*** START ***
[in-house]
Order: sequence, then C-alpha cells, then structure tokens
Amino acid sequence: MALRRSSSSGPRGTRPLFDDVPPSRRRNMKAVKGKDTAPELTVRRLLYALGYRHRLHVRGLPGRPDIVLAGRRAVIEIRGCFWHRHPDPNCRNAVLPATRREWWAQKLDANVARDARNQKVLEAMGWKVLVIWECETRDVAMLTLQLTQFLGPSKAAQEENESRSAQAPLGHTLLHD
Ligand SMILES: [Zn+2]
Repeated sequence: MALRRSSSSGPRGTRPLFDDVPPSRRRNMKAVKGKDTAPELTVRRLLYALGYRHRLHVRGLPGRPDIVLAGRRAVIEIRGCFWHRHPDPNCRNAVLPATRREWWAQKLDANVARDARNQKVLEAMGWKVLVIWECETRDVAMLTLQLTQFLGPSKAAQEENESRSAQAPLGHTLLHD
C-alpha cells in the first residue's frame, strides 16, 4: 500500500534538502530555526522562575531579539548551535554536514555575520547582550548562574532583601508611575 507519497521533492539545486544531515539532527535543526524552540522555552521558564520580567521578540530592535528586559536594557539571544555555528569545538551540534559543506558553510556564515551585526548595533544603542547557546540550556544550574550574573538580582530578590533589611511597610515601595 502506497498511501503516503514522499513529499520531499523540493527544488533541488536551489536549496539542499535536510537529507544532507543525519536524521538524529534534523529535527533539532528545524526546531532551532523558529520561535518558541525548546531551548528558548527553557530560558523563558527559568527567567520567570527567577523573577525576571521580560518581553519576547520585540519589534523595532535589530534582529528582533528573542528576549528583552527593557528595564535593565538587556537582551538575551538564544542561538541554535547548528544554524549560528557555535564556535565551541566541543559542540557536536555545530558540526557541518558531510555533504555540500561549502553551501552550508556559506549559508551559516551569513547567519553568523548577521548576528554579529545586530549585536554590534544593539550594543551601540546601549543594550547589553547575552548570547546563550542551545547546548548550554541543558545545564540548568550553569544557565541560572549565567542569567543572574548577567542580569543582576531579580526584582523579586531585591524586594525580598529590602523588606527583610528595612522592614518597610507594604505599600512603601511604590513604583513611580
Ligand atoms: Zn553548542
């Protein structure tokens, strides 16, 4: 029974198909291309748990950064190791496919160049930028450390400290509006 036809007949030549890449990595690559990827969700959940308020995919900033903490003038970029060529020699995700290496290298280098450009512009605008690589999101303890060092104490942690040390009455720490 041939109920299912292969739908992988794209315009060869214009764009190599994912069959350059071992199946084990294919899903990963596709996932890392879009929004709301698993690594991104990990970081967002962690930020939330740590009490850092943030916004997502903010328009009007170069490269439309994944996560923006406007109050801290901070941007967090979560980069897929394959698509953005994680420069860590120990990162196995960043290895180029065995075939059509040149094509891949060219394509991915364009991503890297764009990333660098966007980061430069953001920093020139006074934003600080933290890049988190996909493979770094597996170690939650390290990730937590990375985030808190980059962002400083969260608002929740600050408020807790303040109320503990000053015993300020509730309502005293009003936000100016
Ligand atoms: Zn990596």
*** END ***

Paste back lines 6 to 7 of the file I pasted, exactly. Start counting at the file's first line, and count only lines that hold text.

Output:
C-alpha cells in the first residue's frame, strides 16, 4: 500500500534538502530555526522562575531579539548551535554536514555575520547582550548562574532583601508611575 507519497521533492539545486544531515539532527535543526524552540522555552521558564520580567521578540530592535528586559536594557539571544555555528569545538551540534559543506558553510556564515551585526548595533544603542547557546540550556544550574550574573538580582530578590533589611511597610515601595 502506497498511501503516503514522499513529499520531499523540493527544488533541488536551489536549496539542499535536510537529507544532507543525519536524521538524529534534523529535527533539532528545524526546531532551532523558529520561535518558541525548546531551548528558548527553557530560558523563558527559568527567567520567570527567577523573577525576571521580560518581553519576547520585540519589534523595532535589530534582529528582533528573542528576549528583552527593557528595564535593565538587556537582551538575551538564544542561538541554535547548528544554524549560528557555535564556535565551541566541543559542540557536536555545530558540526557541518558531510555533504555540500561549502553551501552550508556559506549559508551559516551569513547567519553568523548577521548576528554579529545586530549585536554590534544593539550594543551601540546601549543594550547589553547575552548570547546563550542551545547546548548550554541543558545545564540548568550553569544557565541560572549565567542569567543572574548577567542580569543582576531579580526584582523579586531585591524586594525580598529590602523588606527583610528595612522592614518597610507594604505599600512603601511604590513604583513611580
Ligand atoms: Zn553548542